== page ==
Memories. I have certainly lost friends because of my illness, but I have gained others and kept some of the most important. Though my memories are patchy at best, I do remember good times with good friends – laughter, love, music, meals, adventures. Some of those memories are fleeting. Some come only when someone reminds me of them. I can’t access them when I’m depressed, but those pleasant memories and steadfast friends strengthen me and give me a better idea of who I want to be.

Therapy. It was one of my therapists who gave me the metaphor of rebuilding myself, and she surely helped me do that. I hold tight to some of the things she taught me, or that I discovered with her. I have come a long way. I now have healthy coping mechanisms. I know that if I ever need it again, therapy will be available to me. It builds me up.

Medication. I do love me some psychotropics. I went through a lot of misery combined with trial and error getting to the right cocktail of meds that worked for me. I never want to try life unmedicated again. The stakes are simply too high. If that means that part of my new self will rest on a foundation that includes pills, I’m cool with that.

Creativity. In one way or another, I’ve always been a writer. Bipolar depression stole that from me. At my worst, when I was considering having ECT, a friend suggested that I could write about it. “That’s what you do!” he said. But alas, at that point I couldn’t. And I knew it. Now I can write about the bad things as well as the good and feed my new self with both. Creativity is like hypomania without the crash afterward.

Stubbornness. I’ve always said that the Coburns are a stubborn people. I know I am. And I can use that stubbornness, keep it as a part of the new me. Stubbornness is an antidote to my bipolar. Whether I am down or up, I stubbornly believe that I will someday be back to baseline, even if there is no sign of it at the moment. I will not give up. I will not let bipolar win.

Do I like who I am becoming? Yes, for the most part. I still have my old flaws, the ones I had before bipolar smacked me down, and maybe some new ones since. I can be lazy and self-centered. I sometimes fail to see the good in others. I find myself being timid and fragile when I need to be brave and sturdy.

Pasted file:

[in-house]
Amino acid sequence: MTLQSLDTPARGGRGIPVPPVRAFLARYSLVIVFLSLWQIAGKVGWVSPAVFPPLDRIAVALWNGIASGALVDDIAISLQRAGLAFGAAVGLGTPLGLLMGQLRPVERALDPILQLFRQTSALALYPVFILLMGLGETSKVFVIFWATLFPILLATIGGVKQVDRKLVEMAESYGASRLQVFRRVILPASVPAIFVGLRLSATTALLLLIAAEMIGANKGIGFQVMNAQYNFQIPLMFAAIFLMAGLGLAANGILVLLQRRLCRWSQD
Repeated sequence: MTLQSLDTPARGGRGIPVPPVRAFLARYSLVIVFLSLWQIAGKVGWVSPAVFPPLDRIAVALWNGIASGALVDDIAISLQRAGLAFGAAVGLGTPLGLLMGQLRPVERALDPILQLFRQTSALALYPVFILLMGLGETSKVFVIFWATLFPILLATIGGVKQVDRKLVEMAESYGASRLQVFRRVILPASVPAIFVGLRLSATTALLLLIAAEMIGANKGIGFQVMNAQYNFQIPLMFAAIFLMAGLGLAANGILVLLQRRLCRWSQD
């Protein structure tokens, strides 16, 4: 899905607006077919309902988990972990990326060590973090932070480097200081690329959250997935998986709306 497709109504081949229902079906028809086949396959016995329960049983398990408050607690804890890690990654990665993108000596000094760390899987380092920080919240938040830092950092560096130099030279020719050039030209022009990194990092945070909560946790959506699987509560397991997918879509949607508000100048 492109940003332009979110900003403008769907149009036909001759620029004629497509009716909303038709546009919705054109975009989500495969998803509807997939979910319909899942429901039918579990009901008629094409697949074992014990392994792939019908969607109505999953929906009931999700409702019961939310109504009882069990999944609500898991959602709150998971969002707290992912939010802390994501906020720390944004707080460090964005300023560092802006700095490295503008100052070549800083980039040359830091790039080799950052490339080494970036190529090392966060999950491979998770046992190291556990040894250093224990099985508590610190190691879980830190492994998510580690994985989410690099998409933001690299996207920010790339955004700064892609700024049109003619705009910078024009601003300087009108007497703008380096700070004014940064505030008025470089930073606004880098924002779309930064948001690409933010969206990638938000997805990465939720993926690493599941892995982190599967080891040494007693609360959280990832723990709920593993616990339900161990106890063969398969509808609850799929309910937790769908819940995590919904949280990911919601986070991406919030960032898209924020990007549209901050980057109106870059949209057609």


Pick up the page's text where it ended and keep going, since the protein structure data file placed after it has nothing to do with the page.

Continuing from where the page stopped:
But those are things I can work on. I couldn’t do that during all the years that bipolar sapped every bit of energy, creativity, and insight that I had. Now I can do the work and I have the tools.

I am a work in progress. But aren’t we all?

Alike But Different

Having bipolar disorder makes us all alike, but how we have it makes us different.

Those of us who are bipolar share a lot. Obviously, we have mood swings, from depression to mania or hypomania and back again. We are all affected by the stigma that attaches to serious mental illness. And we all want and try to achieve some balance in our lives.

Yet there are differences. Bipolar disorder comes in a variety of versions, the best known being 1 and 2, but now also 3 and 4. (I don’t know enough about 3 and 4 to discuss them here and now, but I’ll try to catch up on it and write about that later.) Those with bipolar 1 know more of mania than I do, but I’m an expert on depression. Others go through different levels and combinations of the two. Some people experience psychosis and may have to be hospitalized. But some of us manage the symptoms and go through life with less extreme manifestations. Some of us are seriously disabled and others decidedly less so.

Even our experiences of mood swings differ. We may go through long spells of depression or mania, or little of one and more of the other. Or we have symptoms that come and go in shorter bursts, or even in “rapid cycling” or “mixed states.”

If we’re lucky enough to get treatment for our bipolar disorder, we can have many different experiences of that, too. There’s talk therapy, including Cognitive Behavioral Therapy. Some people try “natural” treatments involving meditation, diet, supplements, exercise, and other techniques. And there are new treatments being developed, including ketamine, a revised version of ECT, and TMS (transcranial magnetic stimulation).

Of course, for many people, bipolar disorder means medications. The list of possibly helpful meds is long and seems to grow longer every day.  And the doses of those meds vary as well. So do the side effects. What works for one bipolar person may have no effect on another, even if they have the same symptoms. Effective dosages will differ. And side effects can be intolerable to one person, acceptable to another, and not even happen to a third. (That’s one reason I don’t like to give advice about medications. Ask your doctor, or at least your pharmacist.)

But beyond the simple facts of bipolar disorder, there are differences in how we approach it. Affirmations and positivity work for some people but leave others cold. Humor can alleviate the sometimes brutal reality or it can seem insensitive and cruel. Everyone has his or her own tolerance for these approaches and no one can say what’s right or wrong for a given individual.